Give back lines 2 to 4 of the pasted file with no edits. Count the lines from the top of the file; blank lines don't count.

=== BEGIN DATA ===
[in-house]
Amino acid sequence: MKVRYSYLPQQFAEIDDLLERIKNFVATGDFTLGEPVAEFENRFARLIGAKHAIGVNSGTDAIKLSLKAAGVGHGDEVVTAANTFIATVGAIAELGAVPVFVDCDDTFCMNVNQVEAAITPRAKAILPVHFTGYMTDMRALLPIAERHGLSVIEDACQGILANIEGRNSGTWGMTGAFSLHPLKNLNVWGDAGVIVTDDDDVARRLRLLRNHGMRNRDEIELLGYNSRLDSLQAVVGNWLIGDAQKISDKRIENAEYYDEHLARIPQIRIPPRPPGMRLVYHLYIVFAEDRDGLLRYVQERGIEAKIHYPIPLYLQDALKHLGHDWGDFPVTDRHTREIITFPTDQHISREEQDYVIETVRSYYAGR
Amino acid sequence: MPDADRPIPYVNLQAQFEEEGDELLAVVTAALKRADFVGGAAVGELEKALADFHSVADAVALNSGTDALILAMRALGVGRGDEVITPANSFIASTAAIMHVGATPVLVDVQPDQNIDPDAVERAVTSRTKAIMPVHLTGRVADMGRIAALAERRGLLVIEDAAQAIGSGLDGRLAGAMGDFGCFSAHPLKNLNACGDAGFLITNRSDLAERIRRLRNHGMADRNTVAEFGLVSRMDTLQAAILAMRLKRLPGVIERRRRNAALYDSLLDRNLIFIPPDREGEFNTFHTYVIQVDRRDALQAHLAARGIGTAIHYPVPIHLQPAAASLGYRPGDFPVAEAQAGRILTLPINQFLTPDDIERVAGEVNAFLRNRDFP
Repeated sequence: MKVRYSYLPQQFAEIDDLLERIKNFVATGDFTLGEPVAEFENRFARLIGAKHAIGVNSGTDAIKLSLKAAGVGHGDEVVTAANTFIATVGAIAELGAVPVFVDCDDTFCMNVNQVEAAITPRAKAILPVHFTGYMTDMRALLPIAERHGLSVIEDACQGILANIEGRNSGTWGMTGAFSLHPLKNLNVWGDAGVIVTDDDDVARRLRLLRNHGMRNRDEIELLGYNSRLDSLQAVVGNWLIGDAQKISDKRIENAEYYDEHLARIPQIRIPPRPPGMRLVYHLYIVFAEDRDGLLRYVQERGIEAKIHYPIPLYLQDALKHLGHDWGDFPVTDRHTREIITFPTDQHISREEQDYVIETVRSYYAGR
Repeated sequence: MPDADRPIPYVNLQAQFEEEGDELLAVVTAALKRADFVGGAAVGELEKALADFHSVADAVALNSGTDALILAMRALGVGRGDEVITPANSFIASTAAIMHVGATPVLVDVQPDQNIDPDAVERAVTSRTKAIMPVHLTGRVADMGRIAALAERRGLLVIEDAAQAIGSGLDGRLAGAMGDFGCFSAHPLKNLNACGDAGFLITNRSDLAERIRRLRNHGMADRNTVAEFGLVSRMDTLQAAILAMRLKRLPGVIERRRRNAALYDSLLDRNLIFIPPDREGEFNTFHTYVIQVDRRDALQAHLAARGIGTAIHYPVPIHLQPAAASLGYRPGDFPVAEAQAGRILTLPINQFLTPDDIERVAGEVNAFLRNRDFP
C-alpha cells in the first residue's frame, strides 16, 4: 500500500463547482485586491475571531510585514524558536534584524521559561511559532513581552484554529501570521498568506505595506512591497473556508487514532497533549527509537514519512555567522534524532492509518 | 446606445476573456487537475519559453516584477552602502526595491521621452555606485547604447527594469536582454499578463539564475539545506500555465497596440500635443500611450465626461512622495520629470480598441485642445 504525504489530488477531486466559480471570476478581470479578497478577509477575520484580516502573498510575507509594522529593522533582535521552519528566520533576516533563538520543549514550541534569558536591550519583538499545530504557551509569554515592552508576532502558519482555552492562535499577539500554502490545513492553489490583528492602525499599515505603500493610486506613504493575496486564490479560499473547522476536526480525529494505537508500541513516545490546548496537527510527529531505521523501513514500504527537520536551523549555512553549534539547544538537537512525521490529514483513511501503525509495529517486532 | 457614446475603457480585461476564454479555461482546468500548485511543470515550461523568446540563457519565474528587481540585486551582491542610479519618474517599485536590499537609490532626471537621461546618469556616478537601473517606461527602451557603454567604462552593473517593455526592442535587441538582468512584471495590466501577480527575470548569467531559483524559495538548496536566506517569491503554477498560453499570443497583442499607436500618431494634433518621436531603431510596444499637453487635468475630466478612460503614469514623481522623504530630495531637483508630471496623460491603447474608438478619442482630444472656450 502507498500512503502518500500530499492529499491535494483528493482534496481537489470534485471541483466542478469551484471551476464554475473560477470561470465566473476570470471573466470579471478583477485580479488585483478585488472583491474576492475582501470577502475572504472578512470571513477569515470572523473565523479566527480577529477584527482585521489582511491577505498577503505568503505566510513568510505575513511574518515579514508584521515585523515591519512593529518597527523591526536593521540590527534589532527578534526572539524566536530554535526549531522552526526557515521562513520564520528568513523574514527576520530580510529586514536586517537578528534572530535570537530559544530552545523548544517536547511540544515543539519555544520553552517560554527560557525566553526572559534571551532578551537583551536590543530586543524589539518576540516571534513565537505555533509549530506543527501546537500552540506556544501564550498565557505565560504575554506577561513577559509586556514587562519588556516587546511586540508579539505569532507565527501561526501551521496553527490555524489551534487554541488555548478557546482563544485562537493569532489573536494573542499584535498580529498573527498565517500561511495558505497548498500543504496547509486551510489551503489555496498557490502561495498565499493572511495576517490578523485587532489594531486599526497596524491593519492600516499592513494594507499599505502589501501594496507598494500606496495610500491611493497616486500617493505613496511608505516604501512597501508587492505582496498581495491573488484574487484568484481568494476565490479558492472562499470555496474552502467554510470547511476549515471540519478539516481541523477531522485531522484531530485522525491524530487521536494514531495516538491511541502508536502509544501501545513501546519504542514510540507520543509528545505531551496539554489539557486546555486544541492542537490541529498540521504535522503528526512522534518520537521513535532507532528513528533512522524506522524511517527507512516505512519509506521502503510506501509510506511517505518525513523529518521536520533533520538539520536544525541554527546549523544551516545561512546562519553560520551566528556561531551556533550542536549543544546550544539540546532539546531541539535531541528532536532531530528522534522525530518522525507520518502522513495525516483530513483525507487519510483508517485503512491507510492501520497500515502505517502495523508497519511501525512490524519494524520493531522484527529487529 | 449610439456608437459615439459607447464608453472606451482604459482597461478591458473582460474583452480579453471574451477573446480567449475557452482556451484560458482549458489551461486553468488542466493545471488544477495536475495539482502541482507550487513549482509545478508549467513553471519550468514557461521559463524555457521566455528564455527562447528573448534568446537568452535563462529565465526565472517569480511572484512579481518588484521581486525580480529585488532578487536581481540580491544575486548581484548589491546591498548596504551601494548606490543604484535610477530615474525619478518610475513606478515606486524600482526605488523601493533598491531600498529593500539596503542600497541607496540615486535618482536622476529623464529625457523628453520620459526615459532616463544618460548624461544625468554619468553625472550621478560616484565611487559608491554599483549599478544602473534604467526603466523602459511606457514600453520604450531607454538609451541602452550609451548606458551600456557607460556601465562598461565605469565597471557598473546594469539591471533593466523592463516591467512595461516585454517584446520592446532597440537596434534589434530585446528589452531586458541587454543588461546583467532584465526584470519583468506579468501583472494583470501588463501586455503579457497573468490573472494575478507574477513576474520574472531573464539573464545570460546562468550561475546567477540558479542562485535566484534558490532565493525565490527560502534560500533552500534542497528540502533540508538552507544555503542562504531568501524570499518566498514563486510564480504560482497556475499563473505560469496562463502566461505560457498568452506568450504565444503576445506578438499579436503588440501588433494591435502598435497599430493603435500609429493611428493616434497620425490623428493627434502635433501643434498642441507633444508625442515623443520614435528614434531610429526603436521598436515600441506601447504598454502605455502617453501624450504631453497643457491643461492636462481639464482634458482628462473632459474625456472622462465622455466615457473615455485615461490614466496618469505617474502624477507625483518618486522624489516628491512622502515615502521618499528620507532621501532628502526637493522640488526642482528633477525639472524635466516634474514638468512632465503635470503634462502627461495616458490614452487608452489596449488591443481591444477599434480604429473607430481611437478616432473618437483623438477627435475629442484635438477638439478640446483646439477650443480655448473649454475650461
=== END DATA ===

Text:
Amino acid sequence: MKVRYSYLPQQFAEIDDLLERIKNFVATGDFTLGEPVAEFENRFARLIGAKHAIGVNSGTDAIKLSLKAAGVGHGDEVVTAANTFIATVGAIAELGAVPVFVDCDDTFCMNVNQVEAAITPRAKAILPVHFTGYMTDMRALLPIAERHGLSVIEDACQGILANIEGRNSGTWGMTGAFSLHPLKNLNVWGDAGVIVTDDDDVARRLRLLRNHGMRNRDEIELLGYNSRLDSLQAVVGNWLIGDAQKISDKRIENAEYYDEHLARIPQIRIPPRPPGMRLVYHLYIVFAEDRDGLLRYVQERGIEAKIHYPIPLYLQDALKHLGHDWGDFPVTDRHTREIITFPTDQHISREEQDYVIETVRSYYAGR
Amino acid sequence: MPDADRPIPYVNLQAQFEEEGDELLAVVTAALKRADFVGGAAVGELEKALADFHSVADAVALNSGTDALILAMRALGVGRGDEVITPANSFIASTAAIMHVGATPVLVDVQPDQNIDPDAVERAVTSRTKAIMPVHLTGRVADMGRIAALAERRGLLVIEDAAQAIGSGLDGRLAGAMGDFGCFSAHPLKNLNACGDAGFLITNRSDLAERIRRLRNHGMADRNTVAEFGLVSRMDTLQAAILAMRLKRLPGVIERRRRNAALYDSLLDRNLIFIPPDREGEFNTFHTYVIQVDRRDALQAHLAARGIGTAIHYPVPIHLQPAAASLGYRPGDFPVAEAQAGRILTLPINQFLTPDDIERVAGEVNAFLRNRDFP
Repeated sequence: MKVRYSYLPQQFAEIDDLLERIKNFVATGDFTLGEPVAEFENRFARLIGAKHAIGVNSGTDAIKLSLKAAGVGHGDEVVTAANTFIATVGAIAELGAVPVFVDCDDTFCMNVNQVEAAITPRAKAILPVHFTGYMTDMRALLPIAERHGLSVIEDACQGILANIEGRNSGTWGMTGAFSLHPLKNLNVWGDAGVIVTDDDDVARRLRLLRNHGMRNRDEIELLGYNSRLDSLQAVVGNWLIGDAQKISDKRIENAEYYDEHLARIPQIRIPPRPPGMRLVYHLYIVFAEDRDGLLRYVQERGIEAKIHYPIPLYLQDALKHLGHDWGDFPVTDRHTREIITFPTDQHISREEQDYVIETVRSYYAGR